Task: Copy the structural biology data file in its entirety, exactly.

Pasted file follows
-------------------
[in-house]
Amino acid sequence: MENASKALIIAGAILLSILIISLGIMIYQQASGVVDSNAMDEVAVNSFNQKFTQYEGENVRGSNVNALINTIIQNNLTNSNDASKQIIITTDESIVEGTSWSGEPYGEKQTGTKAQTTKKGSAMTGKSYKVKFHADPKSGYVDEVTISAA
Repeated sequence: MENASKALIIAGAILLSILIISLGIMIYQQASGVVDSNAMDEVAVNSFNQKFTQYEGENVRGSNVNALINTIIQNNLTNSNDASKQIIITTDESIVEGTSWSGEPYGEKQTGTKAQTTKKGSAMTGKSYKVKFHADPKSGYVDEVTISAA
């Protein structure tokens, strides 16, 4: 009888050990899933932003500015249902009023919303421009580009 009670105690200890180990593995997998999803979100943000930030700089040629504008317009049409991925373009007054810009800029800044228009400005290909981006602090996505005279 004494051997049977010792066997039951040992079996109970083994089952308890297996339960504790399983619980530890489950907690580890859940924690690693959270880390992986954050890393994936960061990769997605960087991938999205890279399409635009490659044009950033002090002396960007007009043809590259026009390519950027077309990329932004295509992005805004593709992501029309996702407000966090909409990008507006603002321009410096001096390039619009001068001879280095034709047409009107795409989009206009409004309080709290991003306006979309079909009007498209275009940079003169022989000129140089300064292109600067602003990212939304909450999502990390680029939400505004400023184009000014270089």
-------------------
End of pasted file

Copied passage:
[in-house]
Amino acid sequence: MENASKALIIAGAILLSILIISLGIMIYQQASGVVDSNAMDEVAVNSFNQKFTQYEGENVRGSNVNALINTIIQNNLTNSNDASKQIIITTDESIVEGTSWSGEPYGEKQTGTKAQTTKKGSAMTGKSYKVKFHADPKSGYVDEVTISAA
Repeated sequence: MENASKALIIAGAILLSILIISLGIMIYQQASGVVDSNAMDEVAVNSFNQKFTQYEGENVRGSNVNALINTIIQNNLTNSNDASKQIIITTDESIVEGTSWSGEPYGEKQTGTKAQTTKKGSAMTGKSYKVKFHADPKSGYVDEVTISAA
């Protein structure tokens, strides 16, 4: 009888050990899933932003500015249902009023919303421009580009 009670105690200890180990593995997998999803979100943000930030700089040629504008317009049409991925373009007054810009800029800044228009400005290909981006602090996505005279 004494051997049977010792066997039951040992079996109970083994089952308890297996339960504790399983619980530890489950907690580890859940924690690693959270880390992986954050890393994936960061990769997605960087991938999205890279399409635009490659044009950033002090002396960007007009043809590259026009390519950027077309990329932004295509992005805004593709992501029309996702407000966090909409990008507006603002321009410096001096390039619009001068001879280095034709047409009107795409989009206009409004309080709290991003306006979309079909009007498209275009940079003169022989000129140089300064292109600067602003990212939304909450999502990390680029939400505004400023184009000014270089």